Every year, around five hundred Belgians with kidney failure undergo a kidney transplant. A little under one in three transplant patients 
face rejection. In order to avoid the patient going back on dialysis, signs of rejection need to be picked up very quickly. This is why transplant patients regularly undergo kidney biopsies. The VITO research centre and UZ Leuven, along with three foreign transplantation centres, have identified a non-invasive urine protein biomarker for antibody-mediated rejection (ABMR) following a kidney transplant.

Clinicians' attention has long been focused on T cell-mediated rejection (TCMR), although it is now clear that acute antibody-mediated rejection (ABMR) accounts for almost 50% of the total number of acute rejection episodes in kidney transplant patients. Acute ABMR can lead to chronic ABMR, the incidence of which varies from 5 to 20% within five years of transplantation.

Although the 10-year survival rate remains 65 to 70% for kidney transplantation, this percentage could be far higher if it were possible to intervene more quickly and accurately in the event of ABMR. After all, successful therapy for ABMR is closely linked to a very early diagnosis, which is not a simple matter with the current diagnostic method – the invasive kidney biopsy. At present, routinely recorded biopsies are regularly carried out on transplant patients at pre-determined intervals after the transplantation. It is all the more difficult to increase this necessary number due to the invasive nature of the biopsy. Each biopsy causes a slight injury to the transplant kidney and may lead to further kidney damage.

To lower the number of patients facing fatal ABMR, it is therefore not only necessary to get a better understanding of the major factors that increase the likelihood of rejection and the mechanisms underpinning them but also necessary to develop reliable and non-invasive methods of predicting transplant failures, before the possibility of irreversible kidney damage arises.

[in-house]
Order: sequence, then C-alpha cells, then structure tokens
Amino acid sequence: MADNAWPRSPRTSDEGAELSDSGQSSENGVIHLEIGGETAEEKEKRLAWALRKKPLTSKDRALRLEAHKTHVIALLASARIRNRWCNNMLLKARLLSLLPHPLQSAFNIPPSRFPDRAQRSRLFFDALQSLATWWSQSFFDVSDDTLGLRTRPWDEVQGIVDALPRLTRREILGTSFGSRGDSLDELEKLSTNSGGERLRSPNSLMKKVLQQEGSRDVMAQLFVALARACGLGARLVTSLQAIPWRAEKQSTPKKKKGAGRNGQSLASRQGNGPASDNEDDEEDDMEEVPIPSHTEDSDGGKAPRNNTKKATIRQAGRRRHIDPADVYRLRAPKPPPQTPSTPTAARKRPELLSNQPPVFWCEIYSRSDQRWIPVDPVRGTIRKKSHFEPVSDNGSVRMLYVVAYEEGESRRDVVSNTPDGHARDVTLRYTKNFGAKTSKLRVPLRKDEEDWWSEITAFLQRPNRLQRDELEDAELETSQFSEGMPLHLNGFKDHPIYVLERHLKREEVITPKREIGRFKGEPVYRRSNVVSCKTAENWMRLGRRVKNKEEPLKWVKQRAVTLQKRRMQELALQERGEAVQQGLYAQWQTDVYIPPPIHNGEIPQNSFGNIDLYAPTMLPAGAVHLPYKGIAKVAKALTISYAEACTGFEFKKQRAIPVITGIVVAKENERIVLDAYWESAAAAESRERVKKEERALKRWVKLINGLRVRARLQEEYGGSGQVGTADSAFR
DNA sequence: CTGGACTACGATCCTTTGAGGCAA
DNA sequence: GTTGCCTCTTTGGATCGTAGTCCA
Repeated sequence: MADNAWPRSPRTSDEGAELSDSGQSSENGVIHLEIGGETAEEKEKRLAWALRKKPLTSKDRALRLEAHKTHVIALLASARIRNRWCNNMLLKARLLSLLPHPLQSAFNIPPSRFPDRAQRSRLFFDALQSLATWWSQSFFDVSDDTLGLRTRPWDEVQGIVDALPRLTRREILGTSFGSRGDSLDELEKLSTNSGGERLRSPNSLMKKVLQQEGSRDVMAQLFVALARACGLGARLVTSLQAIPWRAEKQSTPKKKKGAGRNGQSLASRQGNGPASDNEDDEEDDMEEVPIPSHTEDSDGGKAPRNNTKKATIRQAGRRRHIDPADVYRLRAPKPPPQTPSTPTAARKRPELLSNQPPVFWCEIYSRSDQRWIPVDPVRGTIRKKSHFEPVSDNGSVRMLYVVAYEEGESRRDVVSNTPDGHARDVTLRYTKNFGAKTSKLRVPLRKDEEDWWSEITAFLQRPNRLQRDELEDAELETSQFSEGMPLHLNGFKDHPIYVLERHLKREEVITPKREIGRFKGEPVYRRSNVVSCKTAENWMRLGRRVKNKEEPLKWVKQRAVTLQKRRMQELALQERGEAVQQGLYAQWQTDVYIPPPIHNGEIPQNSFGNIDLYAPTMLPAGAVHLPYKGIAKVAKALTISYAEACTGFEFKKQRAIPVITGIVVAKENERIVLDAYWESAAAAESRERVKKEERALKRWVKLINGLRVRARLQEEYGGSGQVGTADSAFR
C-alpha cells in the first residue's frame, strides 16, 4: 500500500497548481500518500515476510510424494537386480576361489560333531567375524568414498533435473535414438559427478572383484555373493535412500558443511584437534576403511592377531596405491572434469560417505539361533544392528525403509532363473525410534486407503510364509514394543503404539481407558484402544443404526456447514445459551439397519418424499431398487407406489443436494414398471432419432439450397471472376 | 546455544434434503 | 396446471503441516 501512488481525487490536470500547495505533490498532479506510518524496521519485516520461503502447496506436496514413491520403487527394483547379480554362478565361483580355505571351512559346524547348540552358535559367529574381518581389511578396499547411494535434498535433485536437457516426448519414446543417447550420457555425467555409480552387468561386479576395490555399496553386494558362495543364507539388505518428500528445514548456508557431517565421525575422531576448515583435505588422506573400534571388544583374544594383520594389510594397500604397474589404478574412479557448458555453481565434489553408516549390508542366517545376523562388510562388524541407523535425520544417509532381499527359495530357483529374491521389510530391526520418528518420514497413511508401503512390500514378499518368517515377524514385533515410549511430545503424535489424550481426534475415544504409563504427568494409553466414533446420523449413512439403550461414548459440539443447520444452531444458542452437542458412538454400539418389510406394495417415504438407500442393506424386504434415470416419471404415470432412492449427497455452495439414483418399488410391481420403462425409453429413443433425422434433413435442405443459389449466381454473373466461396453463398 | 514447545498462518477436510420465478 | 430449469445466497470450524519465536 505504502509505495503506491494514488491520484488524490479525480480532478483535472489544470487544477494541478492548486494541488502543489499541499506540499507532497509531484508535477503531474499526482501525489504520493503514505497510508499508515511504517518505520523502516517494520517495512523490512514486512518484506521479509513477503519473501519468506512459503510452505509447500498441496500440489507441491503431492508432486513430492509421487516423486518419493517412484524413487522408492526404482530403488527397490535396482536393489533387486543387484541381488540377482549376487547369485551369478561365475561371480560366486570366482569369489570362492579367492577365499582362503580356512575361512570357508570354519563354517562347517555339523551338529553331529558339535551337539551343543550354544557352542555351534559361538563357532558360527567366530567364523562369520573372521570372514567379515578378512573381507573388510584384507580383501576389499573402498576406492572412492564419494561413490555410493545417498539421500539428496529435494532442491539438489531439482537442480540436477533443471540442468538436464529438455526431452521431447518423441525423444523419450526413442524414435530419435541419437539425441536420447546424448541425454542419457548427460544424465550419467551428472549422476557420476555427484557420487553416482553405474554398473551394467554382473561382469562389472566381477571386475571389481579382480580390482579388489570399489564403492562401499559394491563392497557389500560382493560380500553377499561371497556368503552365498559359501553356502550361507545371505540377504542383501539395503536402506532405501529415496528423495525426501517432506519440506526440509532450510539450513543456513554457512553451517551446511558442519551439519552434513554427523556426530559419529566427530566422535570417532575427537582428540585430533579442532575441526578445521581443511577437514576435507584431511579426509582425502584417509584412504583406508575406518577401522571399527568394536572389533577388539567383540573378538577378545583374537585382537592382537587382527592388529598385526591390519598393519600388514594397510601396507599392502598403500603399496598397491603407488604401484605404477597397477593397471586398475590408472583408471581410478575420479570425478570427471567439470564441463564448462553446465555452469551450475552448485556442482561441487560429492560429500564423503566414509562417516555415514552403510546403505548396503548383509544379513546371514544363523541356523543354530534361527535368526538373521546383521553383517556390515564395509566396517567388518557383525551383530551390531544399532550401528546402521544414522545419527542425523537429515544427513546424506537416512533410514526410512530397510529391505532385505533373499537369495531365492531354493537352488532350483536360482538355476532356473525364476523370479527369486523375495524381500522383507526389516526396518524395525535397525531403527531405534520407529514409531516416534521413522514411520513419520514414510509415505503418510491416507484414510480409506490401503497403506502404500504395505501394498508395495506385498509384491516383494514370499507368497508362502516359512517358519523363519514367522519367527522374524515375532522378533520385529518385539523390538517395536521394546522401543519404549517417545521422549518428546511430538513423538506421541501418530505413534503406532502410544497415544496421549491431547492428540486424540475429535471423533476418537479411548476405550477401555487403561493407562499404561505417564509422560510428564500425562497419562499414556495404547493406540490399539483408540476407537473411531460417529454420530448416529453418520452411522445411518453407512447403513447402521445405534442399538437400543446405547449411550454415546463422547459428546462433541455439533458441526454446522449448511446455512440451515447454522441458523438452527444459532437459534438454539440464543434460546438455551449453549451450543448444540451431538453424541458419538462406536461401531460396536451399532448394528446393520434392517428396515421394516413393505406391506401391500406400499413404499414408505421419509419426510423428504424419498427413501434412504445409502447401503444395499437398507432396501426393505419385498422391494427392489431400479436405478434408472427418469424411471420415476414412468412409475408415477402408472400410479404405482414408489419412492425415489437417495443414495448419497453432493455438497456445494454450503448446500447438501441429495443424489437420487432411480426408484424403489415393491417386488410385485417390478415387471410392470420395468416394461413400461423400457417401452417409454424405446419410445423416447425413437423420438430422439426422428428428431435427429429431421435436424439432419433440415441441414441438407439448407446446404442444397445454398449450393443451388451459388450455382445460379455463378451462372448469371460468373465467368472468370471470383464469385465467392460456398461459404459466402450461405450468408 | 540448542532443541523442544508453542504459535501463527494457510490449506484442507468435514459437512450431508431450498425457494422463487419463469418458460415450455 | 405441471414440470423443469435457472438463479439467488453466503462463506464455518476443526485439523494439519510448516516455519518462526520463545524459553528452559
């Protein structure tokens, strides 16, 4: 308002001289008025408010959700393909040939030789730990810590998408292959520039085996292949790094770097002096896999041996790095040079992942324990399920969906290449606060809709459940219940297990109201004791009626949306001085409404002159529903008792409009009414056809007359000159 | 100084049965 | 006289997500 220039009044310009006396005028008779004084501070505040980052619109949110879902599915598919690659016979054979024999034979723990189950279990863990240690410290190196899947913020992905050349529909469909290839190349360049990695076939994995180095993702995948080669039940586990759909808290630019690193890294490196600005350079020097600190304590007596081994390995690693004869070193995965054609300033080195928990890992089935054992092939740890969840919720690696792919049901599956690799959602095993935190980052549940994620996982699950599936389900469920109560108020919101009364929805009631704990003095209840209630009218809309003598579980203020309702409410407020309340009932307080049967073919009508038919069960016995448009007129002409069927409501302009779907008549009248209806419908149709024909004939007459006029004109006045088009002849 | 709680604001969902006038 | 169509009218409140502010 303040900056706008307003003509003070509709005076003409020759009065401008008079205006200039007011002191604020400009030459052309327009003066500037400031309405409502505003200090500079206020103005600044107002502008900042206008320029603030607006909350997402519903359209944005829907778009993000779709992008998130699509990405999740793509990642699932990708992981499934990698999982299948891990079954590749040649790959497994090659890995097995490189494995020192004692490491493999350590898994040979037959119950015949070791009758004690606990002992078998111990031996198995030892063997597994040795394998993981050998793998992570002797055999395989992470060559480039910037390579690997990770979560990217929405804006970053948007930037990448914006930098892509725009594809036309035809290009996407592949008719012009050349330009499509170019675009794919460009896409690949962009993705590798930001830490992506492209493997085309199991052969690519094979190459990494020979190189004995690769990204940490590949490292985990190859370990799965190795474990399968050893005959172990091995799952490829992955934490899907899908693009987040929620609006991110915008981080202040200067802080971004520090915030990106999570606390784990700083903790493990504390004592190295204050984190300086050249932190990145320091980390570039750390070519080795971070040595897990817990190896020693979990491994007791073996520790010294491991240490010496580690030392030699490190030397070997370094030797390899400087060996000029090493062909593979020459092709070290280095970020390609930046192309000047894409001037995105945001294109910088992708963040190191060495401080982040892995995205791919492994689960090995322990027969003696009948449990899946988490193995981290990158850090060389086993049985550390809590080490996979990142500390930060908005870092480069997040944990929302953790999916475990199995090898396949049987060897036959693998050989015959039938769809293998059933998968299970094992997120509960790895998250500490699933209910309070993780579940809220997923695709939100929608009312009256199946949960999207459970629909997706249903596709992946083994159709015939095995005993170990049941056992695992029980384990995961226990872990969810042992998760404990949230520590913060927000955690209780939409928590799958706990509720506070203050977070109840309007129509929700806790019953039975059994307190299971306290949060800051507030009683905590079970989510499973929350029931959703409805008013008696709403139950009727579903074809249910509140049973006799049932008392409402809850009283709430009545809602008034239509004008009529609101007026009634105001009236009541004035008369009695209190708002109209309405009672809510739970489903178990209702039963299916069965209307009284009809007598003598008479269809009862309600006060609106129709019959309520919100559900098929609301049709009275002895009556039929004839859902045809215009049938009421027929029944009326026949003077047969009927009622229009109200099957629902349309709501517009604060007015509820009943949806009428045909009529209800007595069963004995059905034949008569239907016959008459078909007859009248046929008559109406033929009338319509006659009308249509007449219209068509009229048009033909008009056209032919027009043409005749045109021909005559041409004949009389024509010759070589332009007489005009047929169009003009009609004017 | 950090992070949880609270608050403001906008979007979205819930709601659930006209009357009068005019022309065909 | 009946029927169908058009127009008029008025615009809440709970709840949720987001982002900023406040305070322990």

Researchers from VITO and the KU Leuven have identified and validated a set of urinary protein biomarkers that can be used to discount ABMR. The protein biomarker urine test allows for a very early diagnosis, gives objective results and is cheap to boot. A set of a maximum of 10 urine proteins can identify patients with and without antibody-mediated rejection. The validation study has demonstrated 99 percent reliability. The margin of false-positive results amounts to 33% thus far, which in the case of a positive result, it will give a definitive result for a kidney biopsy. The number of false-negative results is negligible. When compared to existing parameters, we see that the urine protein markers are quicker and more sensitive at detecting ABMR.

“At the moment, the test can only be carried out at an extra muros specialist laboratory,” explains Inge Mertens from VITO. “The first step we're now taking is towards an ELISA test (Enzyme-Linked Immune Sorbent Assay) that detects the antibodies, so the results can be analysed more quickly at the hospitals themselves. At the same time, we're aiming to develop a point of care test. With an LFA test (lateral flow assay test), patients can now take the test themselves at home, which will allow for far more regular, faster and cheaper testing.”

Making the move from research centre to home testing, however, is not a simple matter. “The niche market for these kinds of tests is small,” explains Inge Mertens. “Moreover, this involves an actually cheap test, which in practice won't cost any more than a COVID-19 test. Similar laboratory tests are sold for thousands of dollars apiece in the US today. The manufacturers don't feel inclined to include a test in their range that – for them – is incredibly cheap.  That's why we're targeting the European manufacturers of diagnostic tests to include this test in their offering as well.” 

The scientific results of the Biomargin project have been published in  Kidney International Reports.


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